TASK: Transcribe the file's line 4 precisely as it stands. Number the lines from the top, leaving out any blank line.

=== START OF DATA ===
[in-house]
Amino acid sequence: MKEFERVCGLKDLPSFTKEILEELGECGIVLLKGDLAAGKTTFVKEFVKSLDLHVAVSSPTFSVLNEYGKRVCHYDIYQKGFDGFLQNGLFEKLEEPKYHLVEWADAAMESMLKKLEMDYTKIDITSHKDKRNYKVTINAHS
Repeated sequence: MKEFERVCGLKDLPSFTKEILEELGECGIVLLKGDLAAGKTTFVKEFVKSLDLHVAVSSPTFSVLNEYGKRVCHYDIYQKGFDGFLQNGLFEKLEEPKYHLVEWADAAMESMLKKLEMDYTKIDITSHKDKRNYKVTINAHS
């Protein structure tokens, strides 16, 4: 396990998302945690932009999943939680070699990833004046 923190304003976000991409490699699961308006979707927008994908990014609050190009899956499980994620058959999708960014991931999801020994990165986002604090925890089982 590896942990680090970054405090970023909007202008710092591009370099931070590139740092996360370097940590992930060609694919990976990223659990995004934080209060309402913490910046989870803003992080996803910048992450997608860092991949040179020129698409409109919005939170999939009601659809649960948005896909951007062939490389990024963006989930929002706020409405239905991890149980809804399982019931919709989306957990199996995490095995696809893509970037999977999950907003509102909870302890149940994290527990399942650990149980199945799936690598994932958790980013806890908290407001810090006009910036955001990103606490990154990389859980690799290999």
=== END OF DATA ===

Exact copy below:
């Protein structure tokens, strides 16, 4: 396990998302945690932009999943939680070699990833004046 923190304003976000991409490699699961308006979707927008994908990014609050190009899956499980994620058959999708960014991931999801020994990165986002604090925890089982 590896942990680090970054405090970023909007202008710092591009370099931070590139740092996360370097940590992930060609694919990976990223659990995004934080209060309402913490910046989870803003992080996803910048992450997608860092991949040179020129698409409109919005939170999939009601659809649960948005896909951007062939490389990024963006989930929002706020409405239905991890149980809804399982019931919709989306957990199996995490095995696809893509970037999977999950907003509102909870302890149940994290527990399942650990149980199945799936690598994932958790980013806890908290407001810090006009910036955001990103606490990154990389859980690799290999």